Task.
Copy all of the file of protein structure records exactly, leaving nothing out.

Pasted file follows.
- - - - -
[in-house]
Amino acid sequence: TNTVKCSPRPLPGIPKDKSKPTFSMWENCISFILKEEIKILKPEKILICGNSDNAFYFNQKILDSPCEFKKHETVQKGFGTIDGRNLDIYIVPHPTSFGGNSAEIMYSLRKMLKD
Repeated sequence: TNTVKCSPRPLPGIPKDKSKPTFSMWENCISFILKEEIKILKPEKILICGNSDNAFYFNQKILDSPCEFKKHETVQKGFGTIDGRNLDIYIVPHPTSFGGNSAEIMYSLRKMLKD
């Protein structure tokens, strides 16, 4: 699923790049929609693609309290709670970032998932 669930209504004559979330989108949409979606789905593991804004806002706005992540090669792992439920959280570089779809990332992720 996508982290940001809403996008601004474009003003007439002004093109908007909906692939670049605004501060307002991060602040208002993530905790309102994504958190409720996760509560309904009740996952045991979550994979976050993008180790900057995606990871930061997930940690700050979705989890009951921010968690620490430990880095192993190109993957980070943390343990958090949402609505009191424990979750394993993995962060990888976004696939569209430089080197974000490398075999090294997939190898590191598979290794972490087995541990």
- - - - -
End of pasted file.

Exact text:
[in-house]
Amino acid sequence: TNTVKCSPRPLPGIPKDKSKPTFSMWENCISFILKEEIKILKPEKILICGNSDNAFYFNQKILDSPCEFKKHETVQKGFGTIDGRNLDIYIVPHPTSFGGNSAEIMYSLRKMLKD
Repeated sequence: TNTVKCSPRPLPGIPKDKSKPTFSMWENCISFILKEEIKILKPEKILICGNSDNAFYFNQKILDSPCEFKKHETVQKGFGTIDGRNLDIYIVPHPTSFGGNSAEIMYSLRKMLKD
């Protein structure tokens, strides 16, 4: 699923790049929609693609309290709670970032998932 669930209504004559979330989108949409979606789905593991804004806002706005992540090669792992439920959280570089779809990332992720 996508982290940001809403996008601004474009003003007439002004093109908007909906692939670049605004501060307002991060602040208002993530905790309102994504958190409720996760509560309904009740996952045991979550994979976050993008180790900057995606990871930061997930940690700050979705989890009951921010968690620490430990880095192993190109993957980070943390343990958090949402609505009191424990979750394993993995962060990888976004696939569209430089080197974000490398075999090294997939190898590191598979290794972490087995541990």